Asia Sells US Dollar and Europe Buys It Back Ahead of Today's Data
02/14/2018 12:38 pm EST
Today’s focus is about CPI. Many see 3% y/y as the turning point for FOMC doubts about gradual hikes – read by traders as pricing in 2-3 vs. 4-plus. The speed of change for rates sets the tone for change in equities and USD, writes Bob Savage, CEO of Track Research.
It’s Valentine’s Day and Ash Wednesday, a combination that brings chocolate and resolutions to give up something for Lent.
We, of course, could mix the two and give up both – and that maybe the course for the day – giving up on expecting anything big happening.
Markets are limping through a consolidation stage after the volatility of last week. For most in the markets, the risk-on mood hobbles into another day along with the U.S. dollar (USD/JPY) weakness – particularly in the Japanese yen.
As for the JPY – the risk-on and off story has shifted to the euro/Japanese yen (EUR/JPY) more than USD/JPY with an eye to the New Year holidays forcing a larger washout of order books.
Two central bank meetings had no change – Bank of Thailand on hold as expected, Sweden Riksbank on hold as expected – but there were fireworks around the deputy dissent with euro/Swedish krona (EUR/SEK) rallying to 55-day support briefly.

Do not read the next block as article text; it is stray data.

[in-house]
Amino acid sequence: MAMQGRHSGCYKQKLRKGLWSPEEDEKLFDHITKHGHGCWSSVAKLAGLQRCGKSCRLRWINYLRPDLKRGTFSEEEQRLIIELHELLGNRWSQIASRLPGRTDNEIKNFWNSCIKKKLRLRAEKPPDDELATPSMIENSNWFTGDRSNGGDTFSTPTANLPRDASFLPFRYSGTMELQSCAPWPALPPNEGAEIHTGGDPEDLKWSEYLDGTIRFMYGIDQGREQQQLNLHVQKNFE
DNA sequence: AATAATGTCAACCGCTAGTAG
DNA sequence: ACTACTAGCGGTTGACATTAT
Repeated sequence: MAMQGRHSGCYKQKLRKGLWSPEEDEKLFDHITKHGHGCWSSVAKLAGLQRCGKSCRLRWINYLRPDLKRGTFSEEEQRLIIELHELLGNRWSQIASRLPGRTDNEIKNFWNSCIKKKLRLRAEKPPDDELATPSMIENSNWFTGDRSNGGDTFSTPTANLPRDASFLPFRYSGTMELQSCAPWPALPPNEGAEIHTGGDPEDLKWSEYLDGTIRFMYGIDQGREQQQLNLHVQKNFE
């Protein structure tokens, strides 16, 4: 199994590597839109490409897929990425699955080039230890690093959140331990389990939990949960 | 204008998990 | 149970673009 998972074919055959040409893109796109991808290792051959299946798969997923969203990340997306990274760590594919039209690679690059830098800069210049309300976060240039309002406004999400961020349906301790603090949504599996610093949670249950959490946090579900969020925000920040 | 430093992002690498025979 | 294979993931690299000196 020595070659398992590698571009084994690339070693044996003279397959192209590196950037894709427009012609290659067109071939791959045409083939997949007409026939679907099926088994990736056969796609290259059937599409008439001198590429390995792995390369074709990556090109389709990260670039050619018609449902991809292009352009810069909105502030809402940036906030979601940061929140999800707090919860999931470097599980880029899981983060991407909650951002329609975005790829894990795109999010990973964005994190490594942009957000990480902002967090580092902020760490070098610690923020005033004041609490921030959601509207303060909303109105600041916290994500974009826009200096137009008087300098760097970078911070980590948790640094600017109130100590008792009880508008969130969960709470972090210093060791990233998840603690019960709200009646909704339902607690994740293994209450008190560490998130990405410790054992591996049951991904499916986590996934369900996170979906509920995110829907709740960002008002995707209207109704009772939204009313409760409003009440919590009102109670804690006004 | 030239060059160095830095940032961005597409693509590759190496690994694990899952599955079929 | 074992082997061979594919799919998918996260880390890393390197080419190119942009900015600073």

The GDP reports from Europe, Germany, Italy – were in line but Japan missed and adds to views there of ongoing QQE.
The first of many key Brexit speeches hits today with Boris Johnson vowing no EU laws in the UK post-2019. Talk of the VP jobs at the ECB and FOMC grabbed headlines with Spain’s De Guindos a favorite for the ECB and Cleveland Fed Loretta Mester a front-runner for the vice-chair of the FOMC. Both are seen as supporting status quo of gradualism for shifting rates – all of which translates into the present status quo story that equities are a buy-the-dip but with more volatility and less returns for 2018.
The trends down in the USD are seen as reflecting US deficits, inflation risks and trade policy doubts.
Today’s focus is about CPI – with many seeing 3% y/y as the turning point for FOMC doubts about gradual hikes – read by traders as pricing in 2-3 vs. 4 or more. The speed of change for rates sets the tone still for the speed of change in equities and the USD. The fact that Asia sold USD and Europe bought it back ahead of the data today matters – as we now have a range to watch for momentum breakouts or breakdowns.